When you’ve been a DJ for a while, you can find that your moods and actions have been “hardwired” in a way that may not altogether please you… or those who have to put up with you!
Being a DJ is awesome, but boy can it change you! You suddenly find yourself behaving in certain ways, almost involuntarily, and doing things that many “normal” people think are crazy. I’m not talking about going deaf, developing a drug habit and hanging out with people half your age (these are all things you can definitely control, if you want/need to), but more about the subtle behavioural changes that kind of sneak up on you, until they’re totally ingrained in who you are! Like…
- You can never go to a nightclub and have fun – Oh, no. Even if you can get over the secret jealousy of wanting to be DJing, you’re hyper-critical of everything, from the DJs to the sound system to the way the door is being run… the lot. The more you DJ out, the more this one creeps up on you, until going out simply becomes research/checking out the competition. You, in short, become a not very fun person to go out with
- You spot instantly when a CD loops in a bar, cafe etc… You feel you are generally the only person who notices background music anyway, and so naturally, you’re the only one who gets upset when you hear a CD play on loop. It’s especially annoying in nice restaurants, where you can’t help yourself thinking: “Why did they pay so much attention to everything apart from the music?” Saying this out loud, though, usually gets you a kick under the table from your other half for being so miserable
- You can spot instantly when a speaker is distorting, even at 50 yards! – Picture this: You’re on a lovely beach with friends or partner, sun shining, cold drink, and in the distance, a little beach shack plays top 40 radio… through a distorted old speaker. Can you relax? No chance. That little plastic speaker becomes the bane of your life until you are finally out of earshot. Even the crap they’re playing becomes secondary to the quality!
- You can no longer count past four – Crazy but true, you find yourself counting any rhythm anywhere or just an imaginary rhythm in your head, and naturally, you go “one, two, three, four” round and round. (At least you’re not a microphone roadie with a rock band, they get stuck at “one-two! one-TWO!”)
- You can’t hear a song that you know played in full, without hearing “your” transitions – “Why isn’t song X coming in?” you think, until you remember that this isn’t actually your mix but just one of “your” songs being played somewhere else. Related: Not liking the speed a song is being played at, because you play it at a different speed…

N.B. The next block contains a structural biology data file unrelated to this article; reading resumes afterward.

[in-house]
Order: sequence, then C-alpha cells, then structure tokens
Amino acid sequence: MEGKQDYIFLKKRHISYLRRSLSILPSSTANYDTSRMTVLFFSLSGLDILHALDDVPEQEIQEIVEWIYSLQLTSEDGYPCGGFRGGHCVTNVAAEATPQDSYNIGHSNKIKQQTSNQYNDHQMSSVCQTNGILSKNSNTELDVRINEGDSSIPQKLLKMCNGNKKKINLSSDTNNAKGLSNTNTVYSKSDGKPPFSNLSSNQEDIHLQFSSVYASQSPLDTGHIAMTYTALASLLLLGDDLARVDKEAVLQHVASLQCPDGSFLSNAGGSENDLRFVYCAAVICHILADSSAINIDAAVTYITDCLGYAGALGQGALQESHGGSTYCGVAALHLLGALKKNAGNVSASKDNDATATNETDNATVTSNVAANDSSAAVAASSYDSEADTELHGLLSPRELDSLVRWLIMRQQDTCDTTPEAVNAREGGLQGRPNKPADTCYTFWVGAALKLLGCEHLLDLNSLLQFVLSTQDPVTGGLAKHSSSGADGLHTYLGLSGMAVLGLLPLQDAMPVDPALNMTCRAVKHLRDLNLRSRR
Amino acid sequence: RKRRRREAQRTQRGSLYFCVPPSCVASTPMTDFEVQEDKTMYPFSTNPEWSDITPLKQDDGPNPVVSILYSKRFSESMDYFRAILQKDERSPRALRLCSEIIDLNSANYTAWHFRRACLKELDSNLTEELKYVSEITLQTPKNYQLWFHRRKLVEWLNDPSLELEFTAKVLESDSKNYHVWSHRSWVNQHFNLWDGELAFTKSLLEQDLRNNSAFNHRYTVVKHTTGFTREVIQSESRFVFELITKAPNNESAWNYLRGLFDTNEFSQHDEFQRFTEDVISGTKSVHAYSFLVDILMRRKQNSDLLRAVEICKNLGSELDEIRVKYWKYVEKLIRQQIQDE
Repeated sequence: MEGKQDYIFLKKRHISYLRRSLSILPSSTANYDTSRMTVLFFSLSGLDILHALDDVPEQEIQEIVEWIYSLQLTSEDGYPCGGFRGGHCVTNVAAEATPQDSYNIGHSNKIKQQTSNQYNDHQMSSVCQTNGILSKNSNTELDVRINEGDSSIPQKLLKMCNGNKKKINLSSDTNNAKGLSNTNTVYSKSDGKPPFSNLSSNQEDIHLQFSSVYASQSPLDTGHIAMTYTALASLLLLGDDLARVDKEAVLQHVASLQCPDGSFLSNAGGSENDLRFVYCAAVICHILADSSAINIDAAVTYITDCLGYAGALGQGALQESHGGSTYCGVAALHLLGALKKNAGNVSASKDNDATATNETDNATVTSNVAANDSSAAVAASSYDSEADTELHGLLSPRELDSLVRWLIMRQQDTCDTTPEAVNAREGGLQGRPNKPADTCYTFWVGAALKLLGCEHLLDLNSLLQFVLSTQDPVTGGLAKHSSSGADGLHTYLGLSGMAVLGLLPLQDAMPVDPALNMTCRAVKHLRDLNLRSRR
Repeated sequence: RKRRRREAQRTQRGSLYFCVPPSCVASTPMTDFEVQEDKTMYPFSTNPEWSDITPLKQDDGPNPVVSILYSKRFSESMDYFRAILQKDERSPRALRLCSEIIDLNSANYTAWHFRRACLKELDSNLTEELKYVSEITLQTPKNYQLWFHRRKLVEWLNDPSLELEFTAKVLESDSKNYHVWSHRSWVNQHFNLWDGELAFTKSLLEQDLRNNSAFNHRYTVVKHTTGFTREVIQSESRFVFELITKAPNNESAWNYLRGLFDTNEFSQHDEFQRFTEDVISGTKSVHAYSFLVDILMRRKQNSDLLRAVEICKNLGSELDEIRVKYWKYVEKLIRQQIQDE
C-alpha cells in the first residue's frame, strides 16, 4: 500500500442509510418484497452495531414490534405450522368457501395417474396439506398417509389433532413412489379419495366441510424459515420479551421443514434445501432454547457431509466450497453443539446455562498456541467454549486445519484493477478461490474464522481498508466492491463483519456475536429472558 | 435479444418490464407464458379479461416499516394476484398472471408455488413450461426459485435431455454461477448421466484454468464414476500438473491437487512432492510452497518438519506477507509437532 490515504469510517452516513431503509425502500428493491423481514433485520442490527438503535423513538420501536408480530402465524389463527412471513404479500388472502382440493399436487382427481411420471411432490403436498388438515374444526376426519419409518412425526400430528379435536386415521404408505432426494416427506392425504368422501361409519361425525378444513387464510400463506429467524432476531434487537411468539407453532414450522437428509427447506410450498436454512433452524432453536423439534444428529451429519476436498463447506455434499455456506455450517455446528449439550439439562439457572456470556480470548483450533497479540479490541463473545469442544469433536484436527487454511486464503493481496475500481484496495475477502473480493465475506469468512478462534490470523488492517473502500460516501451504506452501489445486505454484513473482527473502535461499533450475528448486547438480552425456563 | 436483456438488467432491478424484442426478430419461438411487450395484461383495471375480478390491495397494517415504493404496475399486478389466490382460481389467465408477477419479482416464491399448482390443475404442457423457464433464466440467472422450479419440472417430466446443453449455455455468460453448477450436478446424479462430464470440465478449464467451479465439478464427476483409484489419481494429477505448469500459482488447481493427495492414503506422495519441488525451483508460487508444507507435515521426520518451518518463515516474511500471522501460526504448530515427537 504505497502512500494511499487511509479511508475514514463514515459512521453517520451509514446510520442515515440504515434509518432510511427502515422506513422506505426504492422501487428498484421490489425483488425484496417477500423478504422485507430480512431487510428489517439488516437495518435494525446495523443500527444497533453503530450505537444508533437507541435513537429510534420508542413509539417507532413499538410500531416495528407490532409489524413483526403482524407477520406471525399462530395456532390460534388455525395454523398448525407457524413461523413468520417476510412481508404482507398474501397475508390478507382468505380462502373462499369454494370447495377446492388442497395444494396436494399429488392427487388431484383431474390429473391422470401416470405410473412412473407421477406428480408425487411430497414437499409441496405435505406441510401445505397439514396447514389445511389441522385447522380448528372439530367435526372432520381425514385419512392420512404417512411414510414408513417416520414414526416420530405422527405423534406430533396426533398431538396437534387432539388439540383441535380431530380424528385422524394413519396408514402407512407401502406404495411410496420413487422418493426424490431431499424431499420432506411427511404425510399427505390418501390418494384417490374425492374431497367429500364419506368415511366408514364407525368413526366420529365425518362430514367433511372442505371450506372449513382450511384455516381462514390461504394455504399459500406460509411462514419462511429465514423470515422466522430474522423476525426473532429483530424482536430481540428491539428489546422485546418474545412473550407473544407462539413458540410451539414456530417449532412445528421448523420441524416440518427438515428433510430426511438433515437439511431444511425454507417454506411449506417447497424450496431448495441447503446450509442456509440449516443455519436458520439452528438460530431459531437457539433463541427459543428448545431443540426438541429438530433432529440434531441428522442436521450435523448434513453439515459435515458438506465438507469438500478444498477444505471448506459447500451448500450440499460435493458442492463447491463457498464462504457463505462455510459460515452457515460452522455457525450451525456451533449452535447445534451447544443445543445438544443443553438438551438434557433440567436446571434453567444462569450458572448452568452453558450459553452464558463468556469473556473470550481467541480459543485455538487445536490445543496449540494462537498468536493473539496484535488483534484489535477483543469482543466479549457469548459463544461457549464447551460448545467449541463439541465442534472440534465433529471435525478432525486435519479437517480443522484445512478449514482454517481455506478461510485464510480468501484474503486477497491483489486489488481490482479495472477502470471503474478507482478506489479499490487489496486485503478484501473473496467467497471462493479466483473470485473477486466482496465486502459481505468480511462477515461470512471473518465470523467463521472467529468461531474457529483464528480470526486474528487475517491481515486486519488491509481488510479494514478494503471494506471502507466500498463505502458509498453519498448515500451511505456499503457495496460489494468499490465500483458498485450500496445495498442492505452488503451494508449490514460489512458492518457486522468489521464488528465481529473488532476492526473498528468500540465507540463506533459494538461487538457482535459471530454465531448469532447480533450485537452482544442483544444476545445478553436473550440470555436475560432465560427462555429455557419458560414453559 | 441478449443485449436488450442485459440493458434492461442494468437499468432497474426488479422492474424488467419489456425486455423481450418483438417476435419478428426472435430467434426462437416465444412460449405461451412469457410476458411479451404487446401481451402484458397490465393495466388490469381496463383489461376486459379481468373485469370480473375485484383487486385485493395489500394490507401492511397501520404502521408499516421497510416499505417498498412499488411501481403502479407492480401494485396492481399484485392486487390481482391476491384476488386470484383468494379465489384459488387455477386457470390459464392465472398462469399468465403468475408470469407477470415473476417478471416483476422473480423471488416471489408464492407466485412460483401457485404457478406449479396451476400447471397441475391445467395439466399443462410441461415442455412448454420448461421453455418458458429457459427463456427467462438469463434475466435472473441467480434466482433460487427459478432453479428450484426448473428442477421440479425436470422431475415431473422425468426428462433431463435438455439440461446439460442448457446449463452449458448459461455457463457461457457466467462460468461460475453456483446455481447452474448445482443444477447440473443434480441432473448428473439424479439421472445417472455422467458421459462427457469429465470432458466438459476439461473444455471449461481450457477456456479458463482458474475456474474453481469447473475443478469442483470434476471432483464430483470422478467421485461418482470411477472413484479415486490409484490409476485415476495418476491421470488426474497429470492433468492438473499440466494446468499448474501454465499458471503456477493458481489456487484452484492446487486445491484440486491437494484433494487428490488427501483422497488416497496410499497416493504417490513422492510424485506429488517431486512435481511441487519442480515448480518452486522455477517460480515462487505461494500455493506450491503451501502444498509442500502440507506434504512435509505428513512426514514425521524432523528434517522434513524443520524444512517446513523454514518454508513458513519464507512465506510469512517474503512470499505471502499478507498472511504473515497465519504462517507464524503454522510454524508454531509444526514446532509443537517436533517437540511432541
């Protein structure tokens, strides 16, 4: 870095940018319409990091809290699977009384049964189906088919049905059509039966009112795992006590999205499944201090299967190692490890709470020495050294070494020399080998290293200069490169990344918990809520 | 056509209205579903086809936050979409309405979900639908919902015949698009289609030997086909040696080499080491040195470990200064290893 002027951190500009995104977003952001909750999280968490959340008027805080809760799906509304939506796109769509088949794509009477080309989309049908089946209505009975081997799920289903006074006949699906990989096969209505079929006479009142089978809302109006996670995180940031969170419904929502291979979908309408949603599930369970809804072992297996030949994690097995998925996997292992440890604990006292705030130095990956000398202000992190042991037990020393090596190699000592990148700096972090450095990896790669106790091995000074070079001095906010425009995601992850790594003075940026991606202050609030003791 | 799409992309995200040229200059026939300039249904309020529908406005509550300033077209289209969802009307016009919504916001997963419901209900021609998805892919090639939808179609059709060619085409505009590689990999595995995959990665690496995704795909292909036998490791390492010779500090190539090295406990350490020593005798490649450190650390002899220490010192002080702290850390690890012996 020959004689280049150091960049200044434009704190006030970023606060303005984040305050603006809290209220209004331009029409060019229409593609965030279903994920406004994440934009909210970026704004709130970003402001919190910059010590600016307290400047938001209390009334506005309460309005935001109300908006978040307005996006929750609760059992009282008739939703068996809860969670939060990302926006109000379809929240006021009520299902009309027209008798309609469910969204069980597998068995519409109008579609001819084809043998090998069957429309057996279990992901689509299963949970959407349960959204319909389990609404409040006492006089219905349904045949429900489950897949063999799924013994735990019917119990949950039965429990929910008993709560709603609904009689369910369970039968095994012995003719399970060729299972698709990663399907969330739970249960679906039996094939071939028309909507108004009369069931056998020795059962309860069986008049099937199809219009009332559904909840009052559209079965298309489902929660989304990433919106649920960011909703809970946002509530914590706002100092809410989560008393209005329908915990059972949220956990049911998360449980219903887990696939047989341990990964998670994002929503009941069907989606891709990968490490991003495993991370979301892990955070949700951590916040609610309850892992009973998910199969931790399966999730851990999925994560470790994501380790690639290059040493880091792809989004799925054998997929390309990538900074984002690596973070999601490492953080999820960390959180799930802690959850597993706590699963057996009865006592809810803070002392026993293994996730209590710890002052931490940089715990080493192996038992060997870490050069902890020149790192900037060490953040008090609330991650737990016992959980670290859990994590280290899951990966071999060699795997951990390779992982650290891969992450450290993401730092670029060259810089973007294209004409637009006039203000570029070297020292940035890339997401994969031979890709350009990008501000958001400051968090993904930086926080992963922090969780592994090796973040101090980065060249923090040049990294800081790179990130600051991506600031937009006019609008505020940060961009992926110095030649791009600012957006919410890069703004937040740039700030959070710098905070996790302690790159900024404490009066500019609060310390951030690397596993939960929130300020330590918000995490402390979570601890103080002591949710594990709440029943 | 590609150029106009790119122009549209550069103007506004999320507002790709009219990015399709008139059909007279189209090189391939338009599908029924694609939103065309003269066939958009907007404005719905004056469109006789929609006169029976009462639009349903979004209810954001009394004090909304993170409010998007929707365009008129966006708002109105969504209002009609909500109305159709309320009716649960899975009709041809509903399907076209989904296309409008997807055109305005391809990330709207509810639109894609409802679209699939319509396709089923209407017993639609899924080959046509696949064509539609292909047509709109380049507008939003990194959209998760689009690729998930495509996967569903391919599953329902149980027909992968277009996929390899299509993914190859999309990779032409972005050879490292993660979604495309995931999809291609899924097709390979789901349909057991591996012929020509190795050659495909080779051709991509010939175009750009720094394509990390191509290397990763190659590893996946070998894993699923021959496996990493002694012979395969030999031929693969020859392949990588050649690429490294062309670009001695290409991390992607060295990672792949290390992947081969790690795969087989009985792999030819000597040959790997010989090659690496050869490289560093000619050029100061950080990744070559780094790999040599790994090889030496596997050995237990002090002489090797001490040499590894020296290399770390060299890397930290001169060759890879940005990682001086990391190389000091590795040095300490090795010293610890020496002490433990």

- You hear mistakes when everyone else thinks the DJ is awesome – Smart DJs learn not to point out train wrecks and other DJing errors to their friends, who – we learn – are not afflicted like us and generally happy to dance through even appalling errors. Related: Spotting mixes that aren’t in key
- You get annoyed when TV commercials brutally edit songs – …and what really annoys you is that they are not respecting the underlying song structure (see point 4 – see, you can’t help it! You’re subconsciously counting those beats and bars in fours…)
- When someone asks you “what’s your favourite music?” you reply “for what purpose?” – Being unable to separate what you like from what you think any given dancefloor might like is bad, but it’s hard to stop this developing from the necessary skill of simply separating the two things in your head
- Instantly spotting when your windscreen wipers, indicator lights or even a loud clock are in time with the music you’re playing – This one really does feel close to madness sometimes (for me anyway), spotting a beatmatch between car hardware and car stereo… Related: Beatmatching your strides to the songs on your headphones when our running
- You can’t help yourself frantically trying to remember snippets of song lyrics in order to Google them later – …normally when Shazam fails to recognise a new song you know you’ve got to have…
- You are utterly unable to keep yourself away from DJ booths – Mainly this is to see the equipment the DJ is using, hopefully it isn’t to make requests, although I am personally fond of just shaking the DJ’s hand on the way out if I’ve enjoyed his or her music… after all, we all know how much that means, don’t we?
- Having the sudden urge to go and adjust the sound when another DJ is playing – Right, I’ve actually done this (in fact, it was the pitch). Some dude was playing 80s megamixes at +8 and he slipped off to the toilet, so I marched up and set it all to the right speed… only to slink away like a coward when I saw him returning! True story 🙂
- You turn anything with a volume fader into DJ equipment – …and so get irrationally annoyed at any kind of audio gear that has electronic up/down volume controls instead of a knob you can use to cut the music in and out quickly with!
- You are the only person who spots the odd song from the 90s at a “so-called” 80s night – I mean, we can all hopefully understand why no normal, sane person would care about this… but it’s wrong, isn’t it?
Seriously, I do hope you can still go out and have fun at least sometimes, and that you can see how us DJs maybe can be just a little annoying to everyone else, at least every now and then! I wanted to end with a true story from our friends over at Tuff Covers. One of that gang went to a pre-natal appointment and when the nurse scanned their tiny unborn baby, and its little heartbeat echoed through the examination room… I quote: “I knew the BPM of the baby’s heartbeat before the machine even worked it out”!
There really is no hope for some people… 🙂
courtesy of digital dj tips